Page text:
What is special here: The desserts are made following the ancient recipes handed down by the nuns of the 21 cloistered monasteries of the city. At the cloister’s pastry shop, you can buy all sorts of traditional sweets such as the Martorana fruit, exquisite sweets made from marzipan, molded and tinted to resemble a variety of fruits perfectly. Also delicious are the ricotta-cheese cakes and cookies of all kinds.
Palermo Cathedral (UNESCO Site)
Now, if it is boiling, you might continue your visit by car. Otherwise, you can easily continue walking to reach two imposing landmarks of Palermo.
First stop at the Palermo Cathedral, a masterpiece of architectural fusion and a must-see monument.
The Cathedral was constructed on the site of an earlier Byzantine Basilica. It underwent several renovations and expansions throughout the centuries, resulting in its unique and captivating appearance.
The main façade is flanked by two impressive towers and is characterized by a striking central portico, an addition from the 15th century, which gives way to the original Norman portal. The Cathedral’s southern side showcases a stunning blend of Gothic-Catalan-style arches and towers.
You can reach the rooftop on foot for a comprehensive view of the city, but ascending can be challenging and may not be suitable for all individuals.
The interior of the Cathedral is equally captivating. The ceilings are adorned with beautiful frescoes, and the floor showcases exquisite mosaic work.
In summer, the monumental areas of the church can be visited in the evening on specific dates, always with a separate admission fee. In these monumental areas, in the crypt, you can find the royal tombs of the House of Hohenstaufen, including Emperor Frederick II and his father, Henry VI.
What is special here: The Cathedral is home to several chapels, including the Royal Chapel and the Chapel of Saint Rosalia, the city’s patron saint. The latter houses a silver shrine containing the Saint’s relics, making it a site of significant religious importance, also in connection with the most deeply rooted traditions of the city.
In fact, every year in July, the city comes alive with the ‘Festino,’ a grand celebration of Saint Rosalia that dates back to the 17th century.
The festival commemorates the Saint who, according to legend, appeared in a vision to a hunter during a plague and saved the city.
Today, the highlight of this much-loved festival is the procession of a grand chariot carrying a statue of Santa Rosalia through the city streets. It’s a vibrant spectacle of faith and a day of festivity culminating in the fireworks at La Cava, the harbor area.
Food tasting break in Palermo
As your morning exploration of Palermo winds down, it’s time to indulge in a delightful Sicilian culinary interlude, as tasting some local food specialties is part of the cultural experience. Pause your sightseeing and immerse yourself in the vibrant local gastronomy scene.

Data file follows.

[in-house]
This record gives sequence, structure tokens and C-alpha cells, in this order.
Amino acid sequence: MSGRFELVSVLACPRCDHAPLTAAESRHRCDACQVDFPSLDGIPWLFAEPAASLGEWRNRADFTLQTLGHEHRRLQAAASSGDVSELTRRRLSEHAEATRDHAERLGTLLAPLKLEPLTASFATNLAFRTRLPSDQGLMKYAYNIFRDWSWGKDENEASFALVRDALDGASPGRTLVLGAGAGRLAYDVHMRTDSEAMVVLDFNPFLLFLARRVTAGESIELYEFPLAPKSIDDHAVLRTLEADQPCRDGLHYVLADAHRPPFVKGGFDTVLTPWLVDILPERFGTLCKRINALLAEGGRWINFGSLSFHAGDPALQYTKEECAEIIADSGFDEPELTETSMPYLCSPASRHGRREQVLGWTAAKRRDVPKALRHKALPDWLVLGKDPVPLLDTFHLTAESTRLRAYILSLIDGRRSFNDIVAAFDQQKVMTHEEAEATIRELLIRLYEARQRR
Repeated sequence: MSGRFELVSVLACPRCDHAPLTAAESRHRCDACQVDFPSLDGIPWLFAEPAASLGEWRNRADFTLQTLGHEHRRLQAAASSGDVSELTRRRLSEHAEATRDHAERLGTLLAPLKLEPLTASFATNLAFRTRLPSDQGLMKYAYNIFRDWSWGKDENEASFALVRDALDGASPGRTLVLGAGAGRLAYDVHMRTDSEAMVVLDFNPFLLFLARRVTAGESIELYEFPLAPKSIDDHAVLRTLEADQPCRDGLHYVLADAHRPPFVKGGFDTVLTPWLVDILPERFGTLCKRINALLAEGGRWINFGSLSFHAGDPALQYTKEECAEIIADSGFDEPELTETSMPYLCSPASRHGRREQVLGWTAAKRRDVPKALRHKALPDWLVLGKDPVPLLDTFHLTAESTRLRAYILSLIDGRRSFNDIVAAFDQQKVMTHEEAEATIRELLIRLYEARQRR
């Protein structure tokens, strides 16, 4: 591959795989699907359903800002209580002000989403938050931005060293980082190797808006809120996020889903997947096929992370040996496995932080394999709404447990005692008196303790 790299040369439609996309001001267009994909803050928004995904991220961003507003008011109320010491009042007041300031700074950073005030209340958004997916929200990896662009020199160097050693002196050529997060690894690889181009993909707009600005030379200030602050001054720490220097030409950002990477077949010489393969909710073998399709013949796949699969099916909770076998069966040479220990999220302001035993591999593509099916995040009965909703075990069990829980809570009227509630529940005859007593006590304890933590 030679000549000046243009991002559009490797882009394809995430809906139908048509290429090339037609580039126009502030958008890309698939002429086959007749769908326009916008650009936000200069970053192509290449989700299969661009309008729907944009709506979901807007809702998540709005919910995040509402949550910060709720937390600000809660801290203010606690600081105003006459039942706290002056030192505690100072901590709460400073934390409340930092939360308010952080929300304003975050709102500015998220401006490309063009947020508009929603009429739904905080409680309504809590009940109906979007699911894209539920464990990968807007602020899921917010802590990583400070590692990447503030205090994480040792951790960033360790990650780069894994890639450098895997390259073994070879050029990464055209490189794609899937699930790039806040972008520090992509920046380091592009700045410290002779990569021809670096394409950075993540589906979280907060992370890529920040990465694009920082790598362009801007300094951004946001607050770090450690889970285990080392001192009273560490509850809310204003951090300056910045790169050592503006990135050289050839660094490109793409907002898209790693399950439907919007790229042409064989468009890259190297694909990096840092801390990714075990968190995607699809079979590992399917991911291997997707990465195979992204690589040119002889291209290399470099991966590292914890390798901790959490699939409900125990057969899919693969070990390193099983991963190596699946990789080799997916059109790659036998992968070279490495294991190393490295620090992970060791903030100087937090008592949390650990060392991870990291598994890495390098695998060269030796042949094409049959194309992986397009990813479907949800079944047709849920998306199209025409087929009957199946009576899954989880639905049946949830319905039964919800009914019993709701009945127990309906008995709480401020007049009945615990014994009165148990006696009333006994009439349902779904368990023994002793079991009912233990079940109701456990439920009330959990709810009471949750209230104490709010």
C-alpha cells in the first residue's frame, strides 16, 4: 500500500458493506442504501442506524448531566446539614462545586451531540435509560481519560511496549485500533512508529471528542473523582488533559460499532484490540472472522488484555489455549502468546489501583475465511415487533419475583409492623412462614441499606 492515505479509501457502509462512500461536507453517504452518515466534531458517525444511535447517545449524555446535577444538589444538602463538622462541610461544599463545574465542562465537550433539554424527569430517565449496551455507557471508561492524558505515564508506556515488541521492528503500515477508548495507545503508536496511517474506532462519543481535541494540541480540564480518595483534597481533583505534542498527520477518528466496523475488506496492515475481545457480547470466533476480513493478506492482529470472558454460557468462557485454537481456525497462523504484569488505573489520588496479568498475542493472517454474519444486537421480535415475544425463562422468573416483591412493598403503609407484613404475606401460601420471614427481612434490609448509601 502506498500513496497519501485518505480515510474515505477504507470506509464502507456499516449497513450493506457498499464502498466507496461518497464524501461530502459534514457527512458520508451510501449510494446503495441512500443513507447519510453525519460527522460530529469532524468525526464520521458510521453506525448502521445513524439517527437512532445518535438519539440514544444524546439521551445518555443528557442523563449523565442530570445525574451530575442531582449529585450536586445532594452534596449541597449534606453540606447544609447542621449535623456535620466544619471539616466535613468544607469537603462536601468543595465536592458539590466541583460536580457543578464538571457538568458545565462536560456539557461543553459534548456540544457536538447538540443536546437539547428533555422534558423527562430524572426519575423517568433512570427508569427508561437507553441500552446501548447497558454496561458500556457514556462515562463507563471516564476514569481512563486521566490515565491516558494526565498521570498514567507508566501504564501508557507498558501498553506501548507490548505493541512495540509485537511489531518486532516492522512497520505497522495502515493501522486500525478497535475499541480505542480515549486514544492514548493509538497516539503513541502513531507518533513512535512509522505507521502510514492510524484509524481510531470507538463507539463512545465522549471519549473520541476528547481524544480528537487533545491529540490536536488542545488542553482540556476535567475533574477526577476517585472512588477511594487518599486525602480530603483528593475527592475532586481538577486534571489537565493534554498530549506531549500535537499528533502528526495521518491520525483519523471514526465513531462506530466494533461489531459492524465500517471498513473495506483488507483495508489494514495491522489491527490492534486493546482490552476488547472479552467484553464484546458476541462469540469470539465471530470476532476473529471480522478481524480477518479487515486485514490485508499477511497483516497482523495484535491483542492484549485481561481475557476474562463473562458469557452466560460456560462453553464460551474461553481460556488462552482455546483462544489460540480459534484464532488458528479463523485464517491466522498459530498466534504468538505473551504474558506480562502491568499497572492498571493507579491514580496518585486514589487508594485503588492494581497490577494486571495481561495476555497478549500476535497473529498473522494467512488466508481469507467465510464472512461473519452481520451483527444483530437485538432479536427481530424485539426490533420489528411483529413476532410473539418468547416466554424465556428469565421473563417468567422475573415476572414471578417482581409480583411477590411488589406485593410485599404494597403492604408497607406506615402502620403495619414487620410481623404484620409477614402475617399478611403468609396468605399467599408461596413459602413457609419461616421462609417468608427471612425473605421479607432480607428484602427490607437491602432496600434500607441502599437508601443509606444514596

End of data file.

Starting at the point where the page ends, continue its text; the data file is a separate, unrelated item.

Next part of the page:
While you might prefer to have your lunch in a traditional restaurant, consider starting your gastronomic adventure with a taste of the local street food and, above all, with the legendary Arancine and the popular Panelle.
To complete your tasting of local specialties, add something sweet. The renowned Cannoli and the Cassata Siciliana are at the forefront, and of course, the local gelato is served in round brioches. Read more in our article dedicated to the Sicilian food.
Palatine Chapel (UNESCO site)
Conclude your one-day Palermo tour witnessing the Royal Palace’s grandeur, known as Palazzo dei Normanni, and the mesmerizing beauty of its Cappella Palatina, the Palatine Chapel.
The Royal Palace, once a seat of kings, emirs, and viceroys, showcases the eclectic blend of styles we mentioned for other historical sites in town. What will undoubtedly impress you is the jewel in the crown of the Royal Palace: the Palatine Chapel.
What is special here: Built by the Norman King Roger II, this chapel is decorated from floor to ceiling with golden mosaics. Also gorgeous is the characteristic wooden muqarnas ceiling, typical of the Arab world, and the elegant marble incrustations.
Allow yourself time to admire all the details and enjoy its unique atmosphere before leaving Palermo for your next exploration.
More places to visit in Palermo
There are many more things to see in Palermo. Should your visit to the city extend for more than one day, check out our guide for delving deeper into the splendors of Palermo and its environs.
If you only have a few extra hours to explore the city, you should consider visiting two worth-visiting artistic jewels: Teatro Massimo and Oratorio di Santa Cita.
Teatro Massimo Opera House
The largest opera house in Italy, Teatro Massimo, is one of the landmarks of Palermo. The building is neoclassical – eclectic, decorated with columns, frescoes, and golden accents.
This opera house has been a cultural epicenter for over a century and has hosted numerous world-class performances, including operas, ballets, and concerts by renowned artists.
What is special here: The acoustic is excellent. During the guided visit to the monument, you can test it directly in round shaped Pompeian Hall, a room decorated in red and gold originally accessible to men only, which boasts a peculiar acoustic: standing in the center of the room, your will experience your voice being greatly amplified, while from outside the room, because of the massive reverberation, it is impossible to discern what you say.
Oratorio del Rosario di Santa Cita
Complete your Palermo itinerary with a visit to the Oratorio del Rosario di Santa Cita, an example of Baroque grandeur. To the discerned traveler, this oratory offers a deeper engagement in the peculiar art and elegance of the Sicilian Baroque era.
What is special here: Within the oratory room, the walls come alive with incredibly intricate stucco reliefs by the artist Giacomo Serpotta. Delicate, white, high-relief stucco sculptures depict various religious and historical scenes.
One of the most famous scenes represents the naval battle of Lepanto, a pivotal victory for the Western forces over the expansion in the Mediterranean of the Turkish fleet, aided by the superior artillery and technology of the Holy League, which included Spain and the Republic of Venice.
Should you have time to prolong your stay in Palermo and indulge in a delightful evening meal within the city, an abundance of dining options awaits your pleasure, including two establishments honored with a prestigious Michelin star. Explore our article featuring a selection of the top culinary delights of Sicily.